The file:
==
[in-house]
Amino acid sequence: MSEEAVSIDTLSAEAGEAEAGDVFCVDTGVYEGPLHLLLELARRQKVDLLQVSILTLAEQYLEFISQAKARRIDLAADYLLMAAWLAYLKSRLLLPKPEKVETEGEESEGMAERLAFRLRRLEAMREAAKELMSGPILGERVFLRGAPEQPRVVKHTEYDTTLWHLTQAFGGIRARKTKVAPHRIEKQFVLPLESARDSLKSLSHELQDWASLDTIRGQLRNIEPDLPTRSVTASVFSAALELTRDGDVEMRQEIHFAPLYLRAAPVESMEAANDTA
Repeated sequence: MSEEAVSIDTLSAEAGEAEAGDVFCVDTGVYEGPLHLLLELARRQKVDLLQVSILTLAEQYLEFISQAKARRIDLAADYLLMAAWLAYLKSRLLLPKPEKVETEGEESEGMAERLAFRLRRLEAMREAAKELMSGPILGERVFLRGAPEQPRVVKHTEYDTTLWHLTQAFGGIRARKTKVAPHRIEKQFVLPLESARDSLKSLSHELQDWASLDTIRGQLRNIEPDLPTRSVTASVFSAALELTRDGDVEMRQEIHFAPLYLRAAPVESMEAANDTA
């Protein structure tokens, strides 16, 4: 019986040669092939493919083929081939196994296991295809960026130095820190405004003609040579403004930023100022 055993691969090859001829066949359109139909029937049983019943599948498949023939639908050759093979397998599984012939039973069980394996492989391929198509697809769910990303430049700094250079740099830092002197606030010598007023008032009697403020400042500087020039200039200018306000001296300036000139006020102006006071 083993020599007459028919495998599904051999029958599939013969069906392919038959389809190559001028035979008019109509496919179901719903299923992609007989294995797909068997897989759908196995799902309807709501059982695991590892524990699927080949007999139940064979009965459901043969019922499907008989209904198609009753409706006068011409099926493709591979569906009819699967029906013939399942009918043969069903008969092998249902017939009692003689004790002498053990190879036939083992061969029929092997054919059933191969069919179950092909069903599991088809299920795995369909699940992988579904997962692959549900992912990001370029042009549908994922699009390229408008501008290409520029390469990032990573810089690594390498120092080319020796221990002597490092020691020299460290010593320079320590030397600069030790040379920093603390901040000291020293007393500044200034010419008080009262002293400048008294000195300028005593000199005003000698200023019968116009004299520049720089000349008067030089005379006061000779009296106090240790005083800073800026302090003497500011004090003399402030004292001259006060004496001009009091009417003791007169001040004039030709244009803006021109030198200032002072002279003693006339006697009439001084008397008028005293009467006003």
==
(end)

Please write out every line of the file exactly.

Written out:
[in-house]
Amino acid sequence: MSEEAVSIDTLSAEAGEAEAGDVFCVDTGVYEGPLHLLLELARRQKVDLLQVSILTLAEQYLEFISQAKARRIDLAADYLLMAAWLAYLKSRLLLPKPEKVETEGEESEGMAERLAFRLRRLEAMREAAKELMSGPILGERVFLRGAPEQPRVVKHTEYDTTLWHLTQAFGGIRARKTKVAPHRIEKQFVLPLESARDSLKSLSHELQDWASLDTIRGQLRNIEPDLPTRSVTASVFSAALELTRDGDVEMRQEIHFAPLYLRAAPVESMEAANDTA
Repeated sequence: MSEEAVSIDTLSAEAGEAEAGDVFCVDTGVYEGPLHLLLELARRQKVDLLQVSILTLAEQYLEFISQAKARRIDLAADYLLMAAWLAYLKSRLLLPKPEKVETEGEESEGMAERLAFRLRRLEAMREAAKELMSGPILGERVFLRGAPEQPRVVKHTEYDTTLWHLTQAFGGIRARKTKVAPHRIEKQFVLPLESARDSLKSLSHELQDWASLDTIRGQLRNIEPDLPTRSVTASVFSAALELTRDGDVEMRQEIHFAPLYLRAAPVESMEAANDTA
């Protein structure tokens, strides 16, 4: 019986040669092939493919083929081939196994296991295809960026130095820190405004003609040579403004930023100022 055993691969090859001829066949359109139909029937049983019943599948498949023939639908050759093979397998599984012939039973069980394996492989391929198509697809769910990303430049700094250079740099830092002197606030010598007023008032009697403020400042500087020039200039200018306000001296300036000139006020102006006071 083993020599007459028919495998599904051999029958599939013969069906392919038959389809190559001028035979008019109509496919179901719903299923992609007989294995797909068997897989759908196995799902309807709501059982695991590892524990699927080949007999139940064979009965459901043969019922499907008989209904198609009753409706006068011409099926493709591979569906009819699967029906013939399942009918043969069903008969092998249902017939009692003689004790002498053990190879036939083992061969029929092997054919059933191969069919179950092909069903599991088809299920795995369909699940992988579904997962692959549900992912990001370029042009549908994922699009390229408008501008290409520029390469990032990573810089690594390498120092080319020796221990002597490092020691020299460290010593320079320590030397600069030790040379920093603390901040000291020293007393500044200034010419008080009262002293400048008294000195300028005593000199005003000698200023019968116009004299520049720089000349008067030089005379006061000779009296106090240790005083800073800026302090003497500011004090003399402030004292001259006060004496001009009091009417003791007169001040004039030709244009803006021109030198200032002072002279003693006339006697009439001084008397008028005293009467006003």